Probing the nanoadhesion of Streptococcus sanguinis to titanium implant surfaces by AFM
6 April 2016
International Journal of Nanomedicine
s titanium (Ti) continues to be utilized in great extent for the fabrication of artificial implants, it is important to understand the crucial bacterium–Ti interaction occurring during the initial phases of biofilm formation. By employing a single-cell force spectroscopy technique, the nanoadhesive interactions between the early-colonizing Streptococcus sanguinis and a clinically analogous smooth Ti substrate were explored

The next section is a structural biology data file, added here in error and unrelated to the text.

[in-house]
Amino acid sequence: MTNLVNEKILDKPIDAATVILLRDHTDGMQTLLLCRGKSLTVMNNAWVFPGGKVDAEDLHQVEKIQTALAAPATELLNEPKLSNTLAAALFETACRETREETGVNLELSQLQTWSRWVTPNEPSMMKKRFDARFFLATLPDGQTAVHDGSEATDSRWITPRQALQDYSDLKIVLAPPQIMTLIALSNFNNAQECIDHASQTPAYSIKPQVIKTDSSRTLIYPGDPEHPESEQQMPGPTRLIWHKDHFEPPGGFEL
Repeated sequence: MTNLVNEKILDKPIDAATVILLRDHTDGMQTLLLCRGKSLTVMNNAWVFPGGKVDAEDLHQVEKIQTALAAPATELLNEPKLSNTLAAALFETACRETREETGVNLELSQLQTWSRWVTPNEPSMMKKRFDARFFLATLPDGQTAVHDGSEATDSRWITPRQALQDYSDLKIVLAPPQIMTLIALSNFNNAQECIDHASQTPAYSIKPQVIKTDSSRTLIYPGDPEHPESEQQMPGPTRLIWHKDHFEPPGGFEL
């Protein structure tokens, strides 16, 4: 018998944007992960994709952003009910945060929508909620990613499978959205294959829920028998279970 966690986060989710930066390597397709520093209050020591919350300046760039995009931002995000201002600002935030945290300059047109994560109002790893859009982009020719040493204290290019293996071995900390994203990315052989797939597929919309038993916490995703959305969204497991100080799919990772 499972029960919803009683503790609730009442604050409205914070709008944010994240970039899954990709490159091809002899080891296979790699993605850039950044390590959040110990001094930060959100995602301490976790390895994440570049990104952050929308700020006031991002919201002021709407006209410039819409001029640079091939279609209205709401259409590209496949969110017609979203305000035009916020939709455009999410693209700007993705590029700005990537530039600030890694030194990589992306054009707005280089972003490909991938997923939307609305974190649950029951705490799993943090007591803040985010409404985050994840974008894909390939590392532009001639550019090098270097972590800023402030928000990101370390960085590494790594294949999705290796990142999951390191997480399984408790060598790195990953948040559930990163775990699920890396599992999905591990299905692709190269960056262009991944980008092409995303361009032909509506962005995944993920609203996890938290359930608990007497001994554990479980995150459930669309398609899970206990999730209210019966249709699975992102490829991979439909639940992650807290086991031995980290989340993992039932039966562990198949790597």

SCFS of living S. sanguinis cells proved to be a reliable way to characterize the nature of their adhesion onto clinically analogous smooth Ti surfaces at different contact times. Within the limitations of this study, it was possible to characterize and decouple adhesion forces between an S. sanguinis bacterial probe and a clinically analogous Ti implant surface. Values for both adhesion force and adhesion work were found to increase at higher surface delays and were significantly higher than the poly-DOPA controls, and thus believed to directly reflect the interaction between immobilized S. sanguinis cells and the Ti substrate. Predicted contour lengths for single-unbinding events are consistent with previous reports in literature for similar streptococcal strains, and force-decoupling at 60 seconds contact times demonstrated that S. sanguinis attaches to Ti surfaces predominantly though specific short-range adhesive forces. Therefore, as Ti substrates employed in this study were found to be hydrophilic, we suggest hydrogen bonding as the principal driving force in the initial phase of streptococcal adhesion to Ti surfaces. Finally, the addition of a CHX solution to the system generated increased values for both adhesion force and work parameters. Hopefully, these results will give new insight on the use of SCFS for the study of bacterial adhesion onto clinically representative biomaterial surfaces.